I remember when the lawn mower was a Dangerous Machine. When I was growing up, I got paid to mow the lawn if I had been doing well in school. Bad grades, I still had to mow but I didn’t get paid. The Lawn Mower was … fun. It was a self-propelled monster with a huge engine on top, and I got to pour gasoline in it and start it up by myself. It was exciting to mow. Really.

As I got older, the thrill wore off, but I still own a lawn mower. But my mower just isn’t the Lawn Mower I remember. See, the engines are not as powerful due to EPA regulations. They don’t move as fast because they might get away from you. And they don’t suck up leaves and grass and put it in the basket as well, because the skirt has to come down almost to the ground to keep you from lopping off your toes.

I do have a lawn mower injury story. I was mowing the lawn, wearing tennis shoes. I shut off the mower and was taking the grass catcher off, and turned to carry it to the trash. My heel caught under the lip of the mower skirt and I cut my heel, pretty badly. The mower wasn’t even running. This, on a government approved mower.

So we can blame the likes of the nanny state for why our mowers are no good. What else can we attribute to nanny politics? Light bulbs that contain mercury, cost more, and take several minutes to reach full brightness; shower heads that don’t put out enough water to take a decent shower; water savers ON THE SPOUT FOR THE BATHTUB so that you have to wait so long for the tub to fill that the water is cold by the time it is full. REALLY????

How about spas that limit the temperature so you don’t cook yourself; cars that beep at you until you comply with all state and federal regulations… the list is endless!

I am at heart an engineer, and I am bothered by how things get regulated. I am similarly, and for the same reasons, bothered when my wife comes home with another trinket, be it a plastic plant that dances in the sunshine or a new piece of furniture. Alright, I am not really bothered. Much. I know I have worse habits.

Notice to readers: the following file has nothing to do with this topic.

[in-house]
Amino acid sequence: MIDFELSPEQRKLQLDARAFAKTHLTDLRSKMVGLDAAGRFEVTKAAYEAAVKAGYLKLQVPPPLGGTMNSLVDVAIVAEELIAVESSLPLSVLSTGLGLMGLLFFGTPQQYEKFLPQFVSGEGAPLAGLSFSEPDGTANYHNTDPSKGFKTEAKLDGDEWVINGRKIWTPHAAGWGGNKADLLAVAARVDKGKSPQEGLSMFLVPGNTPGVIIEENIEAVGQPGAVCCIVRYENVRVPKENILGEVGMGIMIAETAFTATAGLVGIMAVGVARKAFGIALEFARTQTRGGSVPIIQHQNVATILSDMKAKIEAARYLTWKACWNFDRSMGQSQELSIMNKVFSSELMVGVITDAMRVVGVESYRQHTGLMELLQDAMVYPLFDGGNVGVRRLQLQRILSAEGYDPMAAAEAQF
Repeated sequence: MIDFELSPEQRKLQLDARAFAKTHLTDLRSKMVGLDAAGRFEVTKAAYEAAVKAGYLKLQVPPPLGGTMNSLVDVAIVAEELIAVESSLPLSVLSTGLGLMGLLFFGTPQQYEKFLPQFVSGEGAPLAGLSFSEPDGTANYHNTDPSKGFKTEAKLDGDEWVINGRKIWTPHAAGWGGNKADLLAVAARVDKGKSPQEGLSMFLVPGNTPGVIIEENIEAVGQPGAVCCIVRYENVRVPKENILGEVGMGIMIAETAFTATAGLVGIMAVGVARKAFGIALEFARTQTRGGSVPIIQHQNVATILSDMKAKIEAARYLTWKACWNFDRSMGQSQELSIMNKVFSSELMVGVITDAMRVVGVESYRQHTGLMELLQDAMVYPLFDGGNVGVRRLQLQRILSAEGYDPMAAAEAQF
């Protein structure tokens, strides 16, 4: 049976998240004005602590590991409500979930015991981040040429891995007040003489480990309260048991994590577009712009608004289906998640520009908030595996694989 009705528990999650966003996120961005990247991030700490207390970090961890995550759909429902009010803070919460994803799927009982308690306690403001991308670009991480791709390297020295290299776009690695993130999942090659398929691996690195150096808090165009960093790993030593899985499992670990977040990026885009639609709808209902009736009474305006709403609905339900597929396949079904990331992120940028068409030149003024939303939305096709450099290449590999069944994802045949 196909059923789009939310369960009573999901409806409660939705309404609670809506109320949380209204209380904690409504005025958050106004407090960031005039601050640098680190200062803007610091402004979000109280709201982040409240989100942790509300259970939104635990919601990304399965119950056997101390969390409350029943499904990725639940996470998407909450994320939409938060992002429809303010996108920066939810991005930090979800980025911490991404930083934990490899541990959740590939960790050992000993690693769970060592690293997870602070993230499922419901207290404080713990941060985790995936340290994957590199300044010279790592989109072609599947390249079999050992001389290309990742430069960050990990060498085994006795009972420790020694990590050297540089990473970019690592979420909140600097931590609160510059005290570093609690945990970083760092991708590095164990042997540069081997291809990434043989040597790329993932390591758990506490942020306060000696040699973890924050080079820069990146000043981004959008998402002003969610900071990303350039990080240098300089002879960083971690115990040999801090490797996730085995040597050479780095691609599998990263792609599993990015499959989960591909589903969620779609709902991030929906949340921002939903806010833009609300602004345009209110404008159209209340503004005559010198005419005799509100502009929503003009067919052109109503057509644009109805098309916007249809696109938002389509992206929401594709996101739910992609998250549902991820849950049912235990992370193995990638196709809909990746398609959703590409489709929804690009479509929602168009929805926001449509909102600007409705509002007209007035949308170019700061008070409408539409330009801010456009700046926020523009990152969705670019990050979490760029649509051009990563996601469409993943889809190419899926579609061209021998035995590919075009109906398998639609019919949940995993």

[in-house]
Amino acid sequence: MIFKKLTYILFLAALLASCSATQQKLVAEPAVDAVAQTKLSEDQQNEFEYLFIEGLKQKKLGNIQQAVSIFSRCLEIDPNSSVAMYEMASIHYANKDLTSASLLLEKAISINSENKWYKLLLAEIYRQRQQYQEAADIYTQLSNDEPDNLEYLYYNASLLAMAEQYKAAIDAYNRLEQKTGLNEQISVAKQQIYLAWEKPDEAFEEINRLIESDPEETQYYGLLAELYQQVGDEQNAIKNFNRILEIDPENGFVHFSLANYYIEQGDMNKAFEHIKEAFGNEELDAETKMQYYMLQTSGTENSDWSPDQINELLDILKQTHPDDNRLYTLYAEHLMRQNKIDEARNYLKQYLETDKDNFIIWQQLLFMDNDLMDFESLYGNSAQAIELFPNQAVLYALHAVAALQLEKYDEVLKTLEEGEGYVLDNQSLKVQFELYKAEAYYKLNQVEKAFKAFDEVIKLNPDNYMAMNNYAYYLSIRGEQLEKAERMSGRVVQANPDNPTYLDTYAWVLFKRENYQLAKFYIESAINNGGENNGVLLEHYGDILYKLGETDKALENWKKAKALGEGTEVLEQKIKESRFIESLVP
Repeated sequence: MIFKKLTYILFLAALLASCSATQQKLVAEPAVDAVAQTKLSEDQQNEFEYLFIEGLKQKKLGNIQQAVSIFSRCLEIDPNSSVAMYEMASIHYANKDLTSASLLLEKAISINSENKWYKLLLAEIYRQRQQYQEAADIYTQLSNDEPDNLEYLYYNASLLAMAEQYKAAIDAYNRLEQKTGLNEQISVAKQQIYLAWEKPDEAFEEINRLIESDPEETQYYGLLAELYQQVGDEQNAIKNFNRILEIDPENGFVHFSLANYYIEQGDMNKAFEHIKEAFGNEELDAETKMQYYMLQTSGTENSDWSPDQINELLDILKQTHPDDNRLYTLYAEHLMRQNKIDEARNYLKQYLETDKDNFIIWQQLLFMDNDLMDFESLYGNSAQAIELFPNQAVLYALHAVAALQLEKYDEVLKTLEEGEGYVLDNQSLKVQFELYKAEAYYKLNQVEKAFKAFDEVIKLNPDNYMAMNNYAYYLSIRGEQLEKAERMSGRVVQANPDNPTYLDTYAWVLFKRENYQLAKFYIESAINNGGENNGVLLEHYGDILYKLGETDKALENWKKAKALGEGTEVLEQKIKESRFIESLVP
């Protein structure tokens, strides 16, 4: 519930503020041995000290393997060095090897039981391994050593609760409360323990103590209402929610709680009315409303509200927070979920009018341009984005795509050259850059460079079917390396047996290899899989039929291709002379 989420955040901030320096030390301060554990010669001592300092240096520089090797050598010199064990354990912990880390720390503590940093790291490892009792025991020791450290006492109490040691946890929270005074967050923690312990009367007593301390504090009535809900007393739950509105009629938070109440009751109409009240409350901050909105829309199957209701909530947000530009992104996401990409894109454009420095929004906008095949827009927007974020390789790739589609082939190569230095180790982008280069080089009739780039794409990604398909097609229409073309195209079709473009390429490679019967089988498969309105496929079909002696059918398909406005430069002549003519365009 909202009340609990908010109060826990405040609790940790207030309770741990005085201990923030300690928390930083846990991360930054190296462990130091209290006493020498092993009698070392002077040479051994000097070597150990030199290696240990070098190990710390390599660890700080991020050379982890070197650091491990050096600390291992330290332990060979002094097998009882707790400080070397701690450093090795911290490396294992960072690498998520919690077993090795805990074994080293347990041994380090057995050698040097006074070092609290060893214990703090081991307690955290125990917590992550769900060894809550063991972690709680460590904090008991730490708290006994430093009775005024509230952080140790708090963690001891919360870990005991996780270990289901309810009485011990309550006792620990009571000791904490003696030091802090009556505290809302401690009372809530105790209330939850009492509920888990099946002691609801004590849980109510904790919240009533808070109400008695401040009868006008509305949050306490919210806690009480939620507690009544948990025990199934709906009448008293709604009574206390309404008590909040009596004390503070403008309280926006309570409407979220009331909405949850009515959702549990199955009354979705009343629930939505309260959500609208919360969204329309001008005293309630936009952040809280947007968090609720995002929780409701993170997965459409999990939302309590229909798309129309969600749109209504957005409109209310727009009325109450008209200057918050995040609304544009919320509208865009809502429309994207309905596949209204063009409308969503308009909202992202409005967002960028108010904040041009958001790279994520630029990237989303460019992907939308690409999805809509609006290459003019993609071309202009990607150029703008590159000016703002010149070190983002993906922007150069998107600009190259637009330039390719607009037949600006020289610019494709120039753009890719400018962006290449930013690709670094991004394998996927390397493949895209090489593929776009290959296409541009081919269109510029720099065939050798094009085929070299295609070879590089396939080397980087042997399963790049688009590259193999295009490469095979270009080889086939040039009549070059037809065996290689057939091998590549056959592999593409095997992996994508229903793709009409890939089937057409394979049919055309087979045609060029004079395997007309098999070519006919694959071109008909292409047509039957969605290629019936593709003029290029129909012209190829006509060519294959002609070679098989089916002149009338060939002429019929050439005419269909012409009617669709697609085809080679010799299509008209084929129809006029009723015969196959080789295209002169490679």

See, in queueing theory we learn that if the rate at which things arrive in a queue is the same as the rate that things depart from the queue, then the ultimate length of the queue is infinite. What does that mean? It means that if you buy stuff and bring it in the house without throwing an equal amount away, the house will ultimately explode from having too much stuff in it.
Similarly, if our elected officials in Washington and our local states continue to write legislation without voiding other existing legislation, then ultimately every single aspect of our lives will be regulated in some way.

I travel through a local intersection on a regular basis. I remember when, in that intersection, you could turn left on green. At some point they changed it so you had to wait for the green arrow. It is a long light, so this change was annoying — after all, in the name of safety, my commute was extended by at least a minute or two. (It adds up when you consider how many cars sit and idle in that intersection waiting for the arrow)

So I called the City and talked to the traffic engineer.

“So I noticed that you changed the protocol at this intersection so you can’t turn left on green anymore”.
— “Yes, there was an accident, so we changed it.”
“Do you change the protocol in every intersection when there is an accident where someone is turning left on green?”
— “Yes, because we don’t want to get sued.”
“So that means that eventually there will not be any intersection in the entire city where anyone can turn left on green.”
— “Huh? How do you figure that?”

See, it is the queueing theory thing. There is no mechanism to undo the thing, but there is a mechanism to do the thing, so eventually everything will be in the “do” state. All the lights will require turn arrows. And over the past 5-8 years, that is exactly what has happened. Left on green intersections are all but a memory.

Congress is now passing laws without even reading them. They pass laws about things they know nothing about. They pass laws with severe unintended consequences. Just stop it!

We need a new law! We need a law that says, that for every new piece of legislation that is passed, the same number of pages, plus 10%, of old legislation must be voided. That way, we beat out the queueing theory problem. And maybe we would get to keep light bulbs and lawn mowers that work. Heck, we might even be able to do away with entire government agencies. Now there’s an idea that has merit!